Coster and Foster Failed Us All

ronnies I will defend to my last breathe the right for New Zealanders to peacefully protest about issues they feel strongly about. But the mob camped on the lawn in Wellington have now gone too far. It’s bad enough that they have obstructed a public road, shut down a bus station and university campus and harassed innocent passers-by. Now the Police have allowed a vigilante “security” force to impede access of citizens to Parliament grounds, a public venue that belongs to all of us. It’s no joke that the Police, Wellington City Council and the two Andy’s have failed the people of New Zealand.

For a protest group ostensibly “protecting our freedoms”, this is beyond rational. But then there’s nothing rational at all about the melange of bizarre causes being promoted by these sheeple and their conspiracist puppet-masters. Regardless of whether you agree or disagree with vaccine mandates and lockdowns, this is not the way to win hearts and minds. In fact it must only be a matter of time before an organised counter-protest arises, at which point we will indeed see the kind of direct conflict that was hoped to be avoided. No doubt the counter-protestors will be quickly arrested or dispersed, for their own safety of course.

If the disaffected filthy few wish to live like Orwellian farm animals together on the Parliament lawn to promote their cause, let them do so. However the moment that occupation spreads onto the surrounding streets and into peoples’ lives, it becomes domestic terrorism. The “freedom protesters” have ironically made it clear that they actually have no regard for the freedom of those outside of their own circle. Once the initial threat of a Capitol style storming receded, the Police strategy seems to have been to withdraw and allow the lunatics to take over the asylum. An entrenched mob will be very hard to remove at this point.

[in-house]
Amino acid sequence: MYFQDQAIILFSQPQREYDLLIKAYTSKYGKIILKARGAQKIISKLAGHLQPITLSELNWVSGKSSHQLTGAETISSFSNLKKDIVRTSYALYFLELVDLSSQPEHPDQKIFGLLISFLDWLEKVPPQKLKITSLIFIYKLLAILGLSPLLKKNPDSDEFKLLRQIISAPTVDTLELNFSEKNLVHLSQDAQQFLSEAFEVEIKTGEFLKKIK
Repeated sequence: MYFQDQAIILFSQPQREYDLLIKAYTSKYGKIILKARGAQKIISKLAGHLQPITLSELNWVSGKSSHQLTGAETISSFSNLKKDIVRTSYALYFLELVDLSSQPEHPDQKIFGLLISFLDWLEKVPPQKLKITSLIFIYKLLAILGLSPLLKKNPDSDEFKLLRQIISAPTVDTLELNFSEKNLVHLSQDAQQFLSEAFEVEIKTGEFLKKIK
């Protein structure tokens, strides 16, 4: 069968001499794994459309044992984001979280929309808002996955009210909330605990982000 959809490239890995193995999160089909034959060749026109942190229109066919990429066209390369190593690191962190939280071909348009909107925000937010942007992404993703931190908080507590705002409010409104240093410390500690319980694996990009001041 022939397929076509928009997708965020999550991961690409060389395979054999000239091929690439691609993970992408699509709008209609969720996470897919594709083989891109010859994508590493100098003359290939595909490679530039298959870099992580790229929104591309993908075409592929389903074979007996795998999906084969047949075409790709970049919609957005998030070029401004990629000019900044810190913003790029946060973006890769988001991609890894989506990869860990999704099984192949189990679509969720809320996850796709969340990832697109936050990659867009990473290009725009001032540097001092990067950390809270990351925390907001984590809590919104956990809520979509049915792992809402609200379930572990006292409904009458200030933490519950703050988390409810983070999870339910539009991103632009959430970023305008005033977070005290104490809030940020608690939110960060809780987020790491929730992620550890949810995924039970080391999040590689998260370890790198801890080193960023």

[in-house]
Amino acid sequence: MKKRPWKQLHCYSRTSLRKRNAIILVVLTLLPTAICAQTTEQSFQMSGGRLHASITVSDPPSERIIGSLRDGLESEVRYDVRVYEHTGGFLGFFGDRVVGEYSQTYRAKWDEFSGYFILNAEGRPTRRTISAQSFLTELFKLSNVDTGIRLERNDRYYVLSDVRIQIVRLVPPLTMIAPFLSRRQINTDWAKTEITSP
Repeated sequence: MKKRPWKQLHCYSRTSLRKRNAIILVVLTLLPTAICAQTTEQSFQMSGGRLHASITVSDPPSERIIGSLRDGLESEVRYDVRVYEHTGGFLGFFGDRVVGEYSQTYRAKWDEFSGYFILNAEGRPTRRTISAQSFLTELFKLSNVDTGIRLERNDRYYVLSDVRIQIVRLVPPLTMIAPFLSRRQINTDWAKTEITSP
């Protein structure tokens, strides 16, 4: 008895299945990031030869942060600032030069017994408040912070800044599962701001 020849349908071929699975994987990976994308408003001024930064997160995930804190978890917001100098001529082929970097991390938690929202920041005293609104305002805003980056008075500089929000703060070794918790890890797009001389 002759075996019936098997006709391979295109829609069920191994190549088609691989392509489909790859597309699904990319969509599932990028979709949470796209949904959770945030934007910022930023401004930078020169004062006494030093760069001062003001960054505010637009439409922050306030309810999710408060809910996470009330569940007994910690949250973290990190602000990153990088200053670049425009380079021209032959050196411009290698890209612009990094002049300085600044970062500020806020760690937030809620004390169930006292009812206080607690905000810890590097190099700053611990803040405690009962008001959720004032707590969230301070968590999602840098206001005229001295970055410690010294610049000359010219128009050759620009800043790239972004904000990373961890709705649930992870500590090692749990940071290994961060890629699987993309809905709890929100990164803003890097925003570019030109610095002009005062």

Police Commissioner Andrew Coster and Mayor Andy Foster are complicit in this mess. Suspending the rule of law in the Molesworth Street precinct was an enormously foolish capitulation that has set back civic society immeasurably. Foster will be gone at this year’s local body election for sure, but Coster continues to enjoy the tacit support of the government, who wish not to be seen being involved in directing the response. But operational mismanagement of the situation has now led to a petition for Andrew Coster’s removal.

Appointed in March 2020, about the same time the pandemic began sweeping across the globe, it was clear from the outset that Coster’s tenure would be challenging. But his arrival signaled quite a shift in strategic direction for the New Zealand Police, with the much lauded “policing by consent” methodology being invoked. Armed patrol units were withdrawn from the streets of Auckland. Within months a young police officer and several civilians had been shot dead as Police lost control of the city to armed gangs. Softly, softly may have once been the motto of a fictional police television series, but that approach is clearly not working.

But the most concerning aspect of Coster’s appointment is that he represents the gentle, smiling face of a new generation of Cabinet appointed leadership within the public service. A leadership group that has become infiltrated by politically correct sycophants quietly “reforming” institutions, infrastructure and instruments of government without the permission of the electorate. Calls for his removal simply echo an increasing level of discomfort over the current direction of our public institutions. “Policing by consent” may be the flavour of the moment, but there’s nothing consensual about the direction our public service is heading in right now.

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